W. Q. J. *

A poem by George William Russell

O hero of the iron age,
Upon thy grave we will not weep,
Nor yet consume away in rage
For thee and thy untimely sleep.
Our hearts a burning silence keep.

O martyr, in these iron days
One fate was sure for soul like thine:
Well you foreknew but went your ways.
The crucifixion is the sign,
The meed of all the kingly line.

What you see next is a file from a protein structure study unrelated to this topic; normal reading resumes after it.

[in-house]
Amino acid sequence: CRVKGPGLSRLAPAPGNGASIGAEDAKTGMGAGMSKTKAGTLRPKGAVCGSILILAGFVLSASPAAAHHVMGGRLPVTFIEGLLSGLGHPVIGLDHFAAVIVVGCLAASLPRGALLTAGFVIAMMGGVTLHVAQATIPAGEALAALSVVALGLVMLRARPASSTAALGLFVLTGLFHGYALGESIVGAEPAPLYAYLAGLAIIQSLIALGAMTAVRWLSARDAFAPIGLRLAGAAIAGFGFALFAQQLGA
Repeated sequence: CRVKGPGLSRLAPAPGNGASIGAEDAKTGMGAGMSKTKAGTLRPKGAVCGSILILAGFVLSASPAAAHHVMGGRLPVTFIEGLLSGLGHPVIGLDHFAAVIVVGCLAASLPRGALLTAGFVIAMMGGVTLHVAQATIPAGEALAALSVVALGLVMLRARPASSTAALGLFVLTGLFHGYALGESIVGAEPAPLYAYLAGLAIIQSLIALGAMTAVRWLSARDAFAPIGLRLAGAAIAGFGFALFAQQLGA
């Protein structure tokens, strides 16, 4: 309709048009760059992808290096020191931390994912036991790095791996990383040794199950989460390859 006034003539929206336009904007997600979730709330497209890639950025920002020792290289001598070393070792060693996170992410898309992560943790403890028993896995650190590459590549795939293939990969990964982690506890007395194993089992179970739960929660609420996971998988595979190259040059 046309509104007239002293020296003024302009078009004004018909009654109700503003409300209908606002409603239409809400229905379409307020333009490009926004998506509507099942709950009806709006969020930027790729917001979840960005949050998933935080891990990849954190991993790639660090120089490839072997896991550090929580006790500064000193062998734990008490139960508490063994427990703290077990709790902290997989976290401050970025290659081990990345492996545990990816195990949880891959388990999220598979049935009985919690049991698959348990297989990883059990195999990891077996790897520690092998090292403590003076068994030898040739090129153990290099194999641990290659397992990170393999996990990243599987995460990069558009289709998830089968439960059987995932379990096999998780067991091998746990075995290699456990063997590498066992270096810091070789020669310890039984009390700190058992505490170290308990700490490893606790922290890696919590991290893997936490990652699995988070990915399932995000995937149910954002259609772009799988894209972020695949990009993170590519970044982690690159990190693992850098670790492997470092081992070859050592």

We may not mourn--though such a night
Has fallen on our earthly spheres
Bereft of love and truth and light
As never since the dawn of years;--
For tears give birth alone to tears.

One wreath upon they grave we lay
(The silence of our bitter thought,
Words that would scorch their hearts of clay),
And turn to learn what thou has taught,
To shape our lives as thine was wrought.

--April 15, 1896

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